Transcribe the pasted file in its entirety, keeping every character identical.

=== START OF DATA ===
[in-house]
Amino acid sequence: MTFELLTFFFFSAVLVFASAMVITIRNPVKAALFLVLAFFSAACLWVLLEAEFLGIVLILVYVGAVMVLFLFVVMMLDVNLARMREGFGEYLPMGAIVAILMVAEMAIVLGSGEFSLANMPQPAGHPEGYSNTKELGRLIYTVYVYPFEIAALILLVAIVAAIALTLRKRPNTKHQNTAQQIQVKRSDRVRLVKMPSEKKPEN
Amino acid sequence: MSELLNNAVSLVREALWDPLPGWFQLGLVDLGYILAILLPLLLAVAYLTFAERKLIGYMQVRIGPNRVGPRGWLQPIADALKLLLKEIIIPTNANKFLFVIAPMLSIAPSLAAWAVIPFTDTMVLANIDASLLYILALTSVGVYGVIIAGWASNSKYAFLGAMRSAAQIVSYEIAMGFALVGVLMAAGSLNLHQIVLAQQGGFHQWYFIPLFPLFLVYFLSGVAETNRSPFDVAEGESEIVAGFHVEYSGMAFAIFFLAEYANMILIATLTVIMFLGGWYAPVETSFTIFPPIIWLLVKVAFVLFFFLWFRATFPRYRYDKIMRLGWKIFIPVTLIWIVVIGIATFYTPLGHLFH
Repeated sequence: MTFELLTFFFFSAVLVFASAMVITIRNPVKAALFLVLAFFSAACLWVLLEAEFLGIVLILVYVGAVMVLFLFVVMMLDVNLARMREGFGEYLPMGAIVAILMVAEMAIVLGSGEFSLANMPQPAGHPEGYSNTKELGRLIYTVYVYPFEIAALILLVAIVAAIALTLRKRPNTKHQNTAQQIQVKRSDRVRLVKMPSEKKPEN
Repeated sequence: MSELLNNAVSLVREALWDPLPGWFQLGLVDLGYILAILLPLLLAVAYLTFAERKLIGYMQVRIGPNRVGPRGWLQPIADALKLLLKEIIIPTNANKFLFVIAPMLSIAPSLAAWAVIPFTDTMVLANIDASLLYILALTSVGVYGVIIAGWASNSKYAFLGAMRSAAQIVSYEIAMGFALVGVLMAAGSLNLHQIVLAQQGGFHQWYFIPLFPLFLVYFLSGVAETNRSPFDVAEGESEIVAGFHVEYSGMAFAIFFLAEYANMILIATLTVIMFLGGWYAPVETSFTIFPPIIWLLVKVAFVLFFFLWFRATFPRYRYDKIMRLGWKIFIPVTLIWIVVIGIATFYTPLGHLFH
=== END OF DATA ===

[in-house]
Amino acid sequence: MTFELLTFFFFSAVLVFASAMVITIRNPVKAALFLVLAFFSAACLWVLLEAEFLGIVLILVYVGAVMVLFLFVVMMLDVNLARMREGFGEYLPMGAIVAILMVAEMAIVLGSGEFSLANMPQPAGHPEGYSNTKELGRLIYTVYVYPFEIAALILLVAIVAAIALTLRKRPNTKHQNTAQQIQVKRSDRVRLVKMPSEKKPEN
Amino acid sequence: MSELLNNAVSLVREALWDPLPGWFQLGLVDLGYILAILLPLLLAVAYLTFAERKLIGYMQVRIGPNRVGPRGWLQPIADALKLLLKEIIIPTNANKFLFVIAPMLSIAPSLAAWAVIPFTDTMVLANIDASLLYILALTSVGVYGVIIAGWASNSKYAFLGAMRSAAQIVSYEIAMGFALVGVLMAAGSLNLHQIVLAQQGGFHQWYFIPLFPLFLVYFLSGVAETNRSPFDVAEGESEIVAGFHVEYSGMAFAIFFLAEYANMILIATLTVIMFLGGWYAPVETSFTIFPPIIWLLVKVAFVLFFFLWFRATFPRYRYDKIMRLGWKIFIPVTLIWIVVIGIATFYTPLGHLFH
Repeated sequence: MTFELLTFFFFSAVLVFASAMVITIRNPVKAALFLVLAFFSAACLWVLLEAEFLGIVLILVYVGAVMVLFLFVVMMLDVNLARMREGFGEYLPMGAIVAILMVAEMAIVLGSGEFSLANMPQPAGHPEGYSNTKELGRLIYTVYVYPFEIAALILLVAIVAAIALTLRKRPNTKHQNTAQQIQVKRSDRVRLVKMPSEKKPEN
Repeated sequence: MSELLNNAVSLVREALWDPLPGWFQLGLVDLGYILAILLPLLLAVAYLTFAERKLIGYMQVRIGPNRVGPRGWLQPIADALKLLLKEIIIPTNANKFLFVIAPMLSIAPSLAAWAVIPFTDTMVLANIDASLLYILALTSVGVYGVIIAGWASNSKYAFLGAMRSAAQIVSYEIAMGFALVGVLMAAGSLNLHQIVLAQQGGFHQWYFIPLFPLFLVYFLSGVAETNRSPFDVAEGESEIVAGFHVEYSGMAFAIFFLAEYANMILIATLTVIMFLGGWYAPVETSFTIFPPIIWLLVKVAFVLFFFLWFRATFPRYRYDKIMRLGWKIFIPVTLIWIVVIGIATFYTPLGHLFH